Nelson Higher Education

Higher Education

Carpentry, 2nd Edition

  • Floyd Vogt
  • Michael Nauth
  • ISBN-10: 0176502734
  • ISBN-13: 9780176502737
  • 0 Pages | Hardcover
  • Previous Editions: 2009, 2006
  • COPYRIGHT: 2013 Published
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About the Product

Welcome to the Second Canadian Edition of Carpentry. This text is designed for students who are pursuing careers in the trade either in post-secondary college programs or in apprenticeship programs across Canada. It can also be used by students who are studying residential construction at the senior high school level. The 2010 National Building Code of Canada is used as the point of reference. All measurements are given in both imperial and metric systems.


  • A full-colour design brings the jobsite to life—integrating photo-realistic drawings, drawn to scale, and on-the-job photos from construction projects across Canada and the United States.

  • Measurements in the text are recorded in both imperial and metric—some conversions are approximate, such as 16″ (400 mm), whereas others are exact, especially in building code references, such as 7⅞″ (200 mm) for maximum rise for a set of stairs to a dwelling unit.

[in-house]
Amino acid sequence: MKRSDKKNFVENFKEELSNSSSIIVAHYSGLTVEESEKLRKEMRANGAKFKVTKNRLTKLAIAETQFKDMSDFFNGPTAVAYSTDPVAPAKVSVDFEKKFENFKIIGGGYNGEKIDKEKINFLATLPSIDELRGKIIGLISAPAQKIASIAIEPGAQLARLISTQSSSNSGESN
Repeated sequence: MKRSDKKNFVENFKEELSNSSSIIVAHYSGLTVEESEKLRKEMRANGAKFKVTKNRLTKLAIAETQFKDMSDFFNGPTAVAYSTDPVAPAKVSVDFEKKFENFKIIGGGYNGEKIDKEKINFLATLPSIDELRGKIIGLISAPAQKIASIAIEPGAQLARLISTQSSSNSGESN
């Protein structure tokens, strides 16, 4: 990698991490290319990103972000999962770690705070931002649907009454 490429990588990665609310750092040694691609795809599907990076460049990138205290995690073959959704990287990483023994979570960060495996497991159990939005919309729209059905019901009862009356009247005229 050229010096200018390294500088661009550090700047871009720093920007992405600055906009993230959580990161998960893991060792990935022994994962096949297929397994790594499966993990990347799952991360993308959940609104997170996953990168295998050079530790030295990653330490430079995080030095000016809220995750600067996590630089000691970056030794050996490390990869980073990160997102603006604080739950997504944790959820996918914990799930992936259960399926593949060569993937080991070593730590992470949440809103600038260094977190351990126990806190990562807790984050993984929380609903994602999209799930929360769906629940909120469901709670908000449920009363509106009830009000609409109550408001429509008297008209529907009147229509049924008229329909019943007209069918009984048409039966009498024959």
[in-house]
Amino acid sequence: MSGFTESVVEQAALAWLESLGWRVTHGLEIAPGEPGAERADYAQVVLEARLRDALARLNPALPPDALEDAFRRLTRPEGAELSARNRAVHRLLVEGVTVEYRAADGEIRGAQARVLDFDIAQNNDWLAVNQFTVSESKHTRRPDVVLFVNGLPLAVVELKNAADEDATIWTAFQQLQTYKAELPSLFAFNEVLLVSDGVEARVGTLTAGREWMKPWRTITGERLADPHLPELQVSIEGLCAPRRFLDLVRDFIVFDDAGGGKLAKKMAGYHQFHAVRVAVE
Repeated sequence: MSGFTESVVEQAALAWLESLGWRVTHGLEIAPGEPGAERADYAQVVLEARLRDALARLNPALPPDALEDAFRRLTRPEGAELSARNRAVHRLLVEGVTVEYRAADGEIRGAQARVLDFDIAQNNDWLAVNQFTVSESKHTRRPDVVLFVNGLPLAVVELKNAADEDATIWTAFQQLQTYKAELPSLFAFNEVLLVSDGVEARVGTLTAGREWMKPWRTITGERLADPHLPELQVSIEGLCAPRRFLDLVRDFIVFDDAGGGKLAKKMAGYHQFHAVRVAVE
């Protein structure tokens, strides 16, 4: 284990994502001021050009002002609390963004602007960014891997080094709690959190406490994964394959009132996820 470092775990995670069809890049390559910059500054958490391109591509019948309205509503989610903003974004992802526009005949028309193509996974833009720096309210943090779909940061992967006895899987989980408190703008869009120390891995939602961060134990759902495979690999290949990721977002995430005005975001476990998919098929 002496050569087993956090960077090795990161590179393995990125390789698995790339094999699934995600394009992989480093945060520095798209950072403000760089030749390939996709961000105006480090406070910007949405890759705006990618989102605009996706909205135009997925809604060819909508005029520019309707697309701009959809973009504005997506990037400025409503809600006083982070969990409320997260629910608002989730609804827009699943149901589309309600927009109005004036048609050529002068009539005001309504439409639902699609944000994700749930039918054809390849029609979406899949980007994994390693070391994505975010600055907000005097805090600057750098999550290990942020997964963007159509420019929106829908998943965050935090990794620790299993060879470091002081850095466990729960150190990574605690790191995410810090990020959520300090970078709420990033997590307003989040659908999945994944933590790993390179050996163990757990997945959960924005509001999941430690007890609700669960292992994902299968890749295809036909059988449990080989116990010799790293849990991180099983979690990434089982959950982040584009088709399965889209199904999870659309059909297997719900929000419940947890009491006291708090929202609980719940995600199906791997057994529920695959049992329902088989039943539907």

• Safety information has been greatly expanded, including a section on General Safety Guidelines in the Introduction, Safety Reminders to open units alerting students to potentially dangerous situations on the job, and Cautions to help prevent accidents when working with various tools of the trade.

  • A section in the Introduction covers the critical Soft Skills required of successful and proficient carpenters. Coverage of important organizations, including the Carpenters’ Union and Skills Canada, that help students keep up to date on industry expectations is also included.

  • Success Stories open each of the four sections, and highlight successful accounts of individuals working on carpentry jobs across the country, providing insight into the industry.

About the Author

Floyd Vogt